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Buying packaged food with a bite already taken out

Maybe I'm just an idiot and need to be more aware but this is the second time I bought packaged food with a bite taken out of it. Has this happened to anyone else??

The first time I bought ice cream sandwiches, rice dream ice cream to be exact. When I got home I realized the package was cleverly re-closed and upon re-opening the box there was one ice cream sandwich with a bite taken out of it!

The second time was yesterday. I bought a bunch of protein bars at Whole Foods. I grabbed 4 of the same kind and threw them in my basket. when I got home once again I noticed one of them was cleverly re-closed and there was a bite taken out of it!

What kind of people go to the grocery store and do this? I'm so grossed out! Is this some kind of cruel joke on me?

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  1. That would seriously upset me. No comment about the kind of people who would do such a thing, but you can guess what I might say.....
    Did you take the packages back? I must say, it has never happened to me, but then I rarely buy packaged ready-to-eat food .

    6 Replies
    1. re: Gio

      yes, i've taken both items back. i just don't understand why they don't just eat the whole thing. i suppose they take a bite to see if they like it but where did someone learn that from?

      1. re: trolley

        It sounds like something a malicious teenager would do, or a little kid.

        1. re: rockandroller1

          That's what I was thinking too. A "juvie" prank -- and a teenager wouldn't need to even be malicious to think this was funny....I probably would have thought this was outrageously funny when I was about 13 or 14....

          1. re: rockandroller1

            Huh, I instantly though it was an adult who was trying these "alternative" foods to see if they liked them without actually buying one. Not a lot of teenagers roaming Whole Foods in my area.

            People can be, at time, amazingly self-centered and selfish and self-entitled.....this is a perfect example of all of those. Hopefully the store took them back without question.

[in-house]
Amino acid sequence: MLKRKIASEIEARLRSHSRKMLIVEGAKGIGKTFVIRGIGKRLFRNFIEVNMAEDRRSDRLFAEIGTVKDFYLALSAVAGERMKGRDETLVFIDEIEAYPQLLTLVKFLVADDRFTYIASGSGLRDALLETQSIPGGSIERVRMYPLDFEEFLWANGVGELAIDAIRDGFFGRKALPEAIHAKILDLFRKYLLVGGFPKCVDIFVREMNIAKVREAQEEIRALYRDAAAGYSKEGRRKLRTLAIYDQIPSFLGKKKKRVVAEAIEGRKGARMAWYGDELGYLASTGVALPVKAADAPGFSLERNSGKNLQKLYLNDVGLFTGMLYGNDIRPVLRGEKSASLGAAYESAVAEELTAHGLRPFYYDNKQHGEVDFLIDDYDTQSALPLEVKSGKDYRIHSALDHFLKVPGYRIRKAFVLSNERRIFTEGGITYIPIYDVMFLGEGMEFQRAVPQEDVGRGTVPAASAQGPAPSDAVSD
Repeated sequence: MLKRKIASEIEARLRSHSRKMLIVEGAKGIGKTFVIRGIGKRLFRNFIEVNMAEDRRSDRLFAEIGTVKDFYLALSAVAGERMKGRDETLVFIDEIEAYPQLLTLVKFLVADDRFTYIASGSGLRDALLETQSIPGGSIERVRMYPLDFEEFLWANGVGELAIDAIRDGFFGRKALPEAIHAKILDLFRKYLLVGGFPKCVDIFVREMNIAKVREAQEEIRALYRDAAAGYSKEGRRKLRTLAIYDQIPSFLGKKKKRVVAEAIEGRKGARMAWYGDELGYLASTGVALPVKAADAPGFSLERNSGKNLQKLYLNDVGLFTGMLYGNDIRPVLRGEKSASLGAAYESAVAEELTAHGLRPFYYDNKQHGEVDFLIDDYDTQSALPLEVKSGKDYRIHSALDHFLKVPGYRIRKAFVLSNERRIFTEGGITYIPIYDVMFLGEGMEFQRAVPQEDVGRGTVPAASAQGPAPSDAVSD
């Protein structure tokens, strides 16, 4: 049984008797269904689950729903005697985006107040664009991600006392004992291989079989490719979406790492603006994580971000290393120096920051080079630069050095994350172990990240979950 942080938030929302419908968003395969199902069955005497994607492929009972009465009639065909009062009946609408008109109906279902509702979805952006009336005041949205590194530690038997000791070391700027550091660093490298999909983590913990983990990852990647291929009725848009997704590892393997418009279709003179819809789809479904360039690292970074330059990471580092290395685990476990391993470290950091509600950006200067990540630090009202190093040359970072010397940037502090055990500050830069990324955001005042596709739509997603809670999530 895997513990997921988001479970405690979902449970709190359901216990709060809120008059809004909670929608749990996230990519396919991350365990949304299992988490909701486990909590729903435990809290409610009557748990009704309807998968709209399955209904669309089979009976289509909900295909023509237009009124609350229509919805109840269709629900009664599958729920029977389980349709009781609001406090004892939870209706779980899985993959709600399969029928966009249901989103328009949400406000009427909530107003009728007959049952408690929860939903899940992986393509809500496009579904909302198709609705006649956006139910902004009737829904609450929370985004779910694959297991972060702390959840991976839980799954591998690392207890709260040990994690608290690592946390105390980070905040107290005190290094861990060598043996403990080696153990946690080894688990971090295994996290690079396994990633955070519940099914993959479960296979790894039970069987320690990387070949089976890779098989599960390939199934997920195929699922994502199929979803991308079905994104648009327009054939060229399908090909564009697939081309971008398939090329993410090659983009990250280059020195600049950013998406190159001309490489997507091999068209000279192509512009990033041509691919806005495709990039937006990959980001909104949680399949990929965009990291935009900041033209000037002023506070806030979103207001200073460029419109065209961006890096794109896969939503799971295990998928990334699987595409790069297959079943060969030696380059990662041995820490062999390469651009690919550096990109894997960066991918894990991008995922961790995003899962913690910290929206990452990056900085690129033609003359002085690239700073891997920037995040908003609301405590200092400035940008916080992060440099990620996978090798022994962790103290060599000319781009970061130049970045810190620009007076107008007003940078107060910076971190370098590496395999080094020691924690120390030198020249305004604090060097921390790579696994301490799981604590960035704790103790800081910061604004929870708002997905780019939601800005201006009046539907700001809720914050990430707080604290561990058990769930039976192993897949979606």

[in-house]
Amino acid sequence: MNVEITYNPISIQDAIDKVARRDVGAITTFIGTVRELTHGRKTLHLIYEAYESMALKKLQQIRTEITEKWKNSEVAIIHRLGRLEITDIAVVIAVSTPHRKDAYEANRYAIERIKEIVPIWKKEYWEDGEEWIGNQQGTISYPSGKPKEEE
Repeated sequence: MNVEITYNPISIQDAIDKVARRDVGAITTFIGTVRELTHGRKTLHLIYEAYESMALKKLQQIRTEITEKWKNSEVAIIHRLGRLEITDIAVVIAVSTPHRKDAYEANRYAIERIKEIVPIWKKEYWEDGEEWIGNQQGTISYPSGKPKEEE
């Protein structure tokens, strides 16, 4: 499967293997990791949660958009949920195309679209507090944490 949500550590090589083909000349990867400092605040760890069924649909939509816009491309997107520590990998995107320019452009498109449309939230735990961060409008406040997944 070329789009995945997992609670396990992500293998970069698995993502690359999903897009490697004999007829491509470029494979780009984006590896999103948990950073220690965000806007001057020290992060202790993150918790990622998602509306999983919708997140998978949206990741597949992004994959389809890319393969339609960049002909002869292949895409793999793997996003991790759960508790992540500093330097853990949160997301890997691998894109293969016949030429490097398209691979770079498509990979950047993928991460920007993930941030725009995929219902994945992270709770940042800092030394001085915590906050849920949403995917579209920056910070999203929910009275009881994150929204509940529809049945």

2. re: trolley

            I once bought what appeared to be a brand new Food Saver vacuum sealing unit from Costco. When I got it home what was inside was a used several-models-old version of the same thing. Apparently a customer had bought a new one, replaced it with their old, tired unit, re-glued the box closed and returned it. The returns department said they had never seen a better re-sealing job.

            Not as gross as food that's been tasted, but shows you what some people will do.

            1. re: Midlife

              i had a similar experience with a blender at Bed Bath & Beyond...the box contained an earlier model, and it had clearly been used because they didn't do a very good job of washing it!

        2. I've never had it happen with food. But I have learned never to take the hand cream on the front of the shelf. Always take one from the back. The front one usually has been used. Why do people think this is okay??? I'm sure the same person wouldn't think of putting the whole package in their bag and stealing it.

          2 Replies
          1. re: Sooeygun

            I admit to opening lotions up and smelling them. Some smells give me migraines or asthma attacks so I need to know what I'm getting into. While I don't actually take lotion and put it on, some do smell different after being worn for a few minutes so I can see why people think it is okay, especially when many places offer testers and others don't.

            I can't say I've ever heard of food being resealed and replaced though- that's somewhat disturbing.

            1. re: Sooeygun

              they do it because there is no such thing as a sample in most places any more.

              You and me, we're going to take a gamble and buy the product, or just decide we don't want it that bad.

              Personally, I save a lot of money that way - I'll wait until 50-100 reviews are posted on makeupalley before I buy something. I still get plenty some duds and kick myself until I use it up.

            2. Truly disgusting. But I think I actually know someone who might do such a thing. So many years ago that I can't count them, I went grocery shopping with an acquaintance. On the condiment aisle, we saw something - maybe it was a jam of some kind - that intrigued her. She actually opened a jar and took a sniff to see if she'd like it, decided she didn't, and put the jar back on the shelf. When I said, "Somebody else is going to come along and buy that and it's supposed to be refrigerated after opening. They could put it on a shelf, not knowing, and then end up with spoiled - even dangerous - product when they go to use it!" she looked at me like I was being ridiculous and said something like, "Yeah, you were probably the hall monitor in grade school, hunh?" and walked down the aisle.

              1 Reply
              1. re: Deenso